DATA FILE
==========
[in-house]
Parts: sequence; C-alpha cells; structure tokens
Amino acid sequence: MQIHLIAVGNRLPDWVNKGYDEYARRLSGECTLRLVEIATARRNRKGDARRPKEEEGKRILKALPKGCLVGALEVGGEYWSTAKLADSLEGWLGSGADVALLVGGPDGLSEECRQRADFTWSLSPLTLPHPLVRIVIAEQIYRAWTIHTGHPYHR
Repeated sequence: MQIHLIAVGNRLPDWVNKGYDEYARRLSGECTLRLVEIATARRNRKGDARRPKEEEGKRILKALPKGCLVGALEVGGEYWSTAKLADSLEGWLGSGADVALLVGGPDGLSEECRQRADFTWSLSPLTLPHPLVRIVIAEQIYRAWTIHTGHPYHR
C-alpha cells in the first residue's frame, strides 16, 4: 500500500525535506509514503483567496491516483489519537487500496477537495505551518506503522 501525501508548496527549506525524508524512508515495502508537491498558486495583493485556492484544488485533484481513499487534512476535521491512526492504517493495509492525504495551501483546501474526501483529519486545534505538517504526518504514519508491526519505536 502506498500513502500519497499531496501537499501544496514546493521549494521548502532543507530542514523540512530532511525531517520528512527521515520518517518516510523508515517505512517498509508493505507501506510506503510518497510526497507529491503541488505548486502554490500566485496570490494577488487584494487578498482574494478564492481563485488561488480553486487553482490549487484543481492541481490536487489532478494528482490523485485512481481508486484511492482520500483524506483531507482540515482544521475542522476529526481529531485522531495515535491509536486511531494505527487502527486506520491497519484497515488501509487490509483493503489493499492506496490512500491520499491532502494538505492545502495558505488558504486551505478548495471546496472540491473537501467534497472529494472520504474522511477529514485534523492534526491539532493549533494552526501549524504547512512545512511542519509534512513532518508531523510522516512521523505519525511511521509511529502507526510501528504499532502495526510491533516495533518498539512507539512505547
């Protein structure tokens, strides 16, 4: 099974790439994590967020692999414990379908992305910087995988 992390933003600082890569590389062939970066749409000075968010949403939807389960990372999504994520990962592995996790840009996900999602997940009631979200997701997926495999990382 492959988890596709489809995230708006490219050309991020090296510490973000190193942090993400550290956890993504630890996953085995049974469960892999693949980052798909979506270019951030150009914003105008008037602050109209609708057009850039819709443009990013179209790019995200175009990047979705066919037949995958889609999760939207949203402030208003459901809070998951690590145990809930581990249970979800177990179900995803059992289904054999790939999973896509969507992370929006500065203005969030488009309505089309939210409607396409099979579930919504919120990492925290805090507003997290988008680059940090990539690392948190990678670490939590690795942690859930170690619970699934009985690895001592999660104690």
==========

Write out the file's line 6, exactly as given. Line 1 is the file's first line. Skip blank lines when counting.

């Protein structure tokens, strides 16, 4: 099974790439994590967020692999414990379908992305910087995988 992390933003600082890569590389062939970066749409000075968010949403939807389960990372999504994520990962592995996790840009996900999602997940009631979200997701997926495999990382 492959988890596709489809995230708006490219050309991020090296510490973000190193942090993400550290956890993504630890996953085995049974469960892999693949980052798909979506270019951030150009914003105008008037602050109209609708057009850039819709443009990013179209790019995200175009990047979705066919037949995958889609999760939207949203402030208003459901809070998951690590145990809930581990249970979800177990179900995803059992289904054999790939999973896509969507992370929006500065203005969030488009309505089309939210409607396409099979579930919504919120990492925290805090507003997290988008680059940090990539690392948190990678670490939590690795942690859930170690619970699934009985690895001592999660104690």